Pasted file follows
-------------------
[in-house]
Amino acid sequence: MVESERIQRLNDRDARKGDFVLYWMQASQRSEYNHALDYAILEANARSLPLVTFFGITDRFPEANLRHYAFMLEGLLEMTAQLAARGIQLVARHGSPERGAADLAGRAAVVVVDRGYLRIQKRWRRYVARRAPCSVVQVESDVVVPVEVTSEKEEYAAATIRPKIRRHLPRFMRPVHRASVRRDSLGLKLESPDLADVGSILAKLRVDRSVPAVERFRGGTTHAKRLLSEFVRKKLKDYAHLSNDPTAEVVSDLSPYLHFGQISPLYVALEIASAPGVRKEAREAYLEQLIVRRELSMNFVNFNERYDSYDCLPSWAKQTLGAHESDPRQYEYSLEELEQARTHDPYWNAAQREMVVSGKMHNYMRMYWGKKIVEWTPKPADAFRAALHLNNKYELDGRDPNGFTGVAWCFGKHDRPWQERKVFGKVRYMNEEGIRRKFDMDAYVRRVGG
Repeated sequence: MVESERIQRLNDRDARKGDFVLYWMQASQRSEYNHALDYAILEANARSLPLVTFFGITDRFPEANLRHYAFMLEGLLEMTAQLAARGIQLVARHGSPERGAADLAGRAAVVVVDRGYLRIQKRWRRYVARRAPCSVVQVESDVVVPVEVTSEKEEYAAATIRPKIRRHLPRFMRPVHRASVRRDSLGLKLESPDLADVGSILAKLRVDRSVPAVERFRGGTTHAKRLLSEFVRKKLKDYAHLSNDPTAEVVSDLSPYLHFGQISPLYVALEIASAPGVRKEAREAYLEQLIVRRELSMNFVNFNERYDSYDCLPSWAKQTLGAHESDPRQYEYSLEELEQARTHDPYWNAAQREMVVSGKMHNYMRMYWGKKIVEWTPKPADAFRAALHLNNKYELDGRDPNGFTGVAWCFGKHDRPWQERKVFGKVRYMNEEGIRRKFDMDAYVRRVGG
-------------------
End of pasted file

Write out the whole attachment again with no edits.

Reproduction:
[in-house]
Amino acid sequence: MVESERIQRLNDRDARKGDFVLYWMQASQRSEYNHALDYAILEANARSLPLVTFFGITDRFPEANLRHYAFMLEGLLEMTAQLAARGIQLVARHGSPERGAADLAGRAAVVVVDRGYLRIQKRWRRYVARRAPCSVVQVESDVVVPVEVTSEKEEYAAATIRPKIRRHLPRFMRPVHRASVRRDSLGLKLESPDLADVGSILAKLRVDRSVPAVERFRGGTTHAKRLLSEFVRKKLKDYAHLSNDPTAEVVSDLSPYLHFGQISPLYVALEIASAPGVRKEAREAYLEQLIVRRELSMNFVNFNERYDSYDCLPSWAKQTLGAHESDPRQYEYSLEELEQARTHDPYWNAAQREMVVSGKMHNYMRMYWGKKIVEWTPKPADAFRAALHLNNKYELDGRDPNGFTGVAWCFGKHDRPWQERKVFGKVRYMNEEGIRRKFDMDAYVRRVGG
Repeated sequence: MVESERIQRLNDRDARKGDFVLYWMQASQRSEYNHALDYAILEANARSLPLVTFFGITDRFPEANLRHYAFMLEGLLEMTAQLAARGIQLVARHGSPERGAADLAGRAAVVVVDRGYLRIQKRWRRYVARRAPCSVVQVESDVVVPVEVTSEKEEYAAATIRPKIRRHLPRFMRPVHRASVRRDSLGLKLESPDLADVGSILAKLRVDRSVPAVERFRGGTTHAKRLLSEFVRKKLKDYAHLSNDPTAEVVSDLSPYLHFGQISPLYVALEIASAPGVRKEAREAYLEQLIVRRELSMNFVNFNERYDSYDCLPSWAKQTLGAHESDPRQYEYSLEELEQARTHDPYWNAAQREMVVSGKMHNYMRMYWGKKIVEWTPKPADAFRAALHLNNKYELDGRDPNGFTGVAWCFGKHDRPWQERKVFGKVRYMNEEGIRRKFDMDAYVRRVGG